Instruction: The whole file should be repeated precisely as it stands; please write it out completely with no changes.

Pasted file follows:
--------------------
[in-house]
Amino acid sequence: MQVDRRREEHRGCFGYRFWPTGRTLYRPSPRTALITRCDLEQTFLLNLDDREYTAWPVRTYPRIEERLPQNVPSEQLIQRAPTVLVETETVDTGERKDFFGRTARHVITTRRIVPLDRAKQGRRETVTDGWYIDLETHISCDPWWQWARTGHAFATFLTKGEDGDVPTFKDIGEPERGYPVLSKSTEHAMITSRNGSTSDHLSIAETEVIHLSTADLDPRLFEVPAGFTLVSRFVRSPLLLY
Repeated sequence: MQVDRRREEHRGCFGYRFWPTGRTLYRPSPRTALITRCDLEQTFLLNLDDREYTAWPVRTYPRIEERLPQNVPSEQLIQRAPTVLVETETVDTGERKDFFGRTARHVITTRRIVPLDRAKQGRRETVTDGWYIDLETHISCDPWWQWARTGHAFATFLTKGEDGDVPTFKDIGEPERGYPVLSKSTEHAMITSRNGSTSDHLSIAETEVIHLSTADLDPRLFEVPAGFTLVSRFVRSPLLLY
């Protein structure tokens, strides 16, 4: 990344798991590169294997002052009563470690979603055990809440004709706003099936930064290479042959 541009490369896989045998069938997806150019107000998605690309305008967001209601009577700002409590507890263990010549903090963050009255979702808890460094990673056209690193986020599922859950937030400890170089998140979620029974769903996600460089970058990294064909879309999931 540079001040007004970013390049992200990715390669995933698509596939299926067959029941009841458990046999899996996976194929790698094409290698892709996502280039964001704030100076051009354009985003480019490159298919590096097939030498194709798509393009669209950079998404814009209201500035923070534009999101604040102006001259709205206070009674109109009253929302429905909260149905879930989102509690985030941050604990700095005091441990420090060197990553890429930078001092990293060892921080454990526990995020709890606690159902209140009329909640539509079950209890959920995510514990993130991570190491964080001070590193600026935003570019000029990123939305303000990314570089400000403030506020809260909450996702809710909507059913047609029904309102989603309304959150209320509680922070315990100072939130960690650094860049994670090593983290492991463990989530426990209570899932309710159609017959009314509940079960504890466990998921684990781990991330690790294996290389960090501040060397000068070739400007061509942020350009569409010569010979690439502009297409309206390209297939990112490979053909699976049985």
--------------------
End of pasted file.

[in-house]
Amino acid sequence: MQVDRRREEHRGCFGYRFWPTGRTLYRPSPRTALITRCDLEQTFLLNLDDREYTAWPVRTYPRIEERLPQNVPSEQLIQRAPTVLVETETVDTGERKDFFGRTARHVITTRRIVPLDRAKQGRRETVTDGWYIDLETHISCDPWWQWARTGHAFATFLTKGEDGDVPTFKDIGEPERGYPVLSKSTEHAMITSRNGSTSDHLSIAETEVIHLSTADLDPRLFEVPAGFTLVSRFVRSPLLLY
Repeated sequence: MQVDRRREEHRGCFGYRFWPTGRTLYRPSPRTALITRCDLEQTFLLNLDDREYTAWPVRTYPRIEERLPQNVPSEQLIQRAPTVLVETETVDTGERKDFFGRTARHVITTRRIVPLDRAKQGRRETVTDGWYIDLETHISCDPWWQWARTGHAFATFLTKGEDGDVPTFKDIGEPERGYPVLSKSTEHAMITSRNGSTSDHLSIAETEVIHLSTADLDPRLFEVPAGFTLVSRFVRSPLLLY
């Protein structure tokens, strides 16, 4: 990344798991590169294997002052009563470690979603055990809440004709706003099936930064290479042959 541009490369896989045998069938997806150019107000998605690309305008967001209601009577700002409590507890263990010549903090963050009255979702808890460094990673056209690193986020599922859950937030400890170089998140979620029974769903996600460089970058990294064909879309999931 540079001040007004970013390049992200990715390669995933698509596939299926067959029941009841458990046999899996996976194929790698094409290698892709996502280039964001704030100076051009354009985003480019490159298919590096097939030498194709798509393009669209950079998404814009209201500035923070534009999101604040102006001259709205206070009674109109009253929302429905909260149905879930989102509690985030941050604990700095005091441990420090060197990553890429930078001092990293060892921080454990526990995020709890606690159902209140009329909640539509079950209890959920995510514990993130991570190491964080001070590193600026935003570019000029990123939305303000990314570089400000403030506020809260909450996702809710909507059913047609029904309102989603309304959150209320509680922070315990100072939130960690650094860049994670090593983290492991463990989530426990209570899932309710159609017959009314509940079960504890466990998921684990781990991330690790294996290389960090501040060397000068070739400007061509942020350009569409010569010979690439502009297409309206390209297939990112490979053909699976049985």